YouTube video targets non-emergency 911 calls
A clever Toronto police YouTube video that stars a toy telephone and a plush monkey is being used to teach kids about the right and wrong times to call 911.
The video uses audio from a real 911 call placed by a five-year-old boy who was apparently curious to see who might answer the phone.
The dispatcher who receives the call is represented in the video by a stuffed monkey wearing a Toronto police T-shirt. She soon discerns the caller is a curious child.
"Does someone need help today or were you just testing it out?" the dispatcher asks in a gentle tone.
"Just testing," responds the boy, who is represented in the video by a toy telephone. He then hangs up.
The dispatcher calls back, speaks to the boy’s mother and confirms there is no emergency.
The video is amusing and cute but Toronto Police Const. Wendy Drummond said it’s aimed at teaching kids about the right and wrong times to call 911.
"We didn’t want to scare the children," said Drummond in an interview Wednesday with Matt Galloway on CBC Radio’s Metro Morning. "We didn’t want them to feel that they did something wrong because 911 is a life-saving lifeline and we want them to be able to call, but we also want them to know when to call and why to call. So just making a call to see who’s on the other line, to feed that curiosity, is not what we want. That’s where the parents come in."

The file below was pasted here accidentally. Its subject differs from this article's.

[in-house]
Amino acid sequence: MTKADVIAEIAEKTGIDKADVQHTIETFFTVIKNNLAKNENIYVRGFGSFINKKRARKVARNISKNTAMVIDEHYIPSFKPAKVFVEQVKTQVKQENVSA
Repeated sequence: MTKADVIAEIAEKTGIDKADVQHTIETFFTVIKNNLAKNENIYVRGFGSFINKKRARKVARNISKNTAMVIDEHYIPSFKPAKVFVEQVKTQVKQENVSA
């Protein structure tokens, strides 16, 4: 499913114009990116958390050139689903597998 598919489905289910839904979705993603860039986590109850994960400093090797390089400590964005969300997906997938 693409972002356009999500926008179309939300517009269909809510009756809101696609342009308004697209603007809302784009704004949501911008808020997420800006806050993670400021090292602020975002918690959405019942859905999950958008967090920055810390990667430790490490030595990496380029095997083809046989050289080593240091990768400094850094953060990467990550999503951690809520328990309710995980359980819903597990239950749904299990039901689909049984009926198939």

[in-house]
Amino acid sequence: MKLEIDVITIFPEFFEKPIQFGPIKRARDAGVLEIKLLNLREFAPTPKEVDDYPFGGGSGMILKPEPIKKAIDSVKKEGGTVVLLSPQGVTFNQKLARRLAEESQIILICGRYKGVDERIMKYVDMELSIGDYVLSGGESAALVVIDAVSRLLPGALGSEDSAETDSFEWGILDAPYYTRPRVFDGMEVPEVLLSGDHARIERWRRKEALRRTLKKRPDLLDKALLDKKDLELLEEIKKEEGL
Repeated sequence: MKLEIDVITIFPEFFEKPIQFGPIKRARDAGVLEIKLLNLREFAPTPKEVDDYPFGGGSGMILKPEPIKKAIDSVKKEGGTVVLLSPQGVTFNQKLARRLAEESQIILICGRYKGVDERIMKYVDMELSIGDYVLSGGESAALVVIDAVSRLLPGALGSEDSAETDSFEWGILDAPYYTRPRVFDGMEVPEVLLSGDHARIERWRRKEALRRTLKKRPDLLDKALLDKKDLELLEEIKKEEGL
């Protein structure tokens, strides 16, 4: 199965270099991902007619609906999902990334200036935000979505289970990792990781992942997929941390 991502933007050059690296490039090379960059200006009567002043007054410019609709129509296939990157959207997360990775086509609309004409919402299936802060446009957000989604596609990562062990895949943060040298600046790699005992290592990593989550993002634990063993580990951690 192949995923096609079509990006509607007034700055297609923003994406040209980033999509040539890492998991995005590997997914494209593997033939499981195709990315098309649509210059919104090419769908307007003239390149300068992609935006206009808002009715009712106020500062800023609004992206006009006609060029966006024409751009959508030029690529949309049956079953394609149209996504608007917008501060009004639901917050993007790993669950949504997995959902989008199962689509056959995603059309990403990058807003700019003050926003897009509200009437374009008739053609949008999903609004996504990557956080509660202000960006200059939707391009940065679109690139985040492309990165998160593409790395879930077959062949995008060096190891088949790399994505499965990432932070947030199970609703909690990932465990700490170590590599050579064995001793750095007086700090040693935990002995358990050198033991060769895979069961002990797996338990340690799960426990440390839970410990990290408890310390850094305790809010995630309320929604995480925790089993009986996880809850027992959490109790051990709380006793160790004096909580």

False 911 calls are no joke
Before becoming a uniformed officer, Drummond worked as a 911 dispatcher.
"I know both sides of it," she told Galloway. "I know that lots of children play with the phones. Kids during March break play with the phones at the mall, they hang up. They think it’s funny, but in fact it’s not."
Drummond said about 18 per cent of calls made to 911 are misdials and pocket calls.
Last year a 16-year-old boy was charged with seven counts of public mischief for making false 911 calls, Drummond said. His calls sent police cars, fire trucks and ambulances all over the city. Such calls tie up emergency crews who could be responding to real emergencies, Drummond said.
"Being a former call taker, I know what calls are on the line, what real emergencies are waiting," she said.
Drummond said police made a deliberate decision to not use police officers in the video. The aim was not to scare children, but to teach them about the right times to call 911.
"We’ve had lots of calls from kids who perform life-saving acts by calling 911 when there’s a legitimate emergency," she said. "But we need to let them know it’s a serious number and is not to be played with."
Drummond encouraged parents to speak with their children about the right and wrong times to call 911.
"You might need them to call for you when you’re unable to," she said. "So it’s a very important lesson to learn."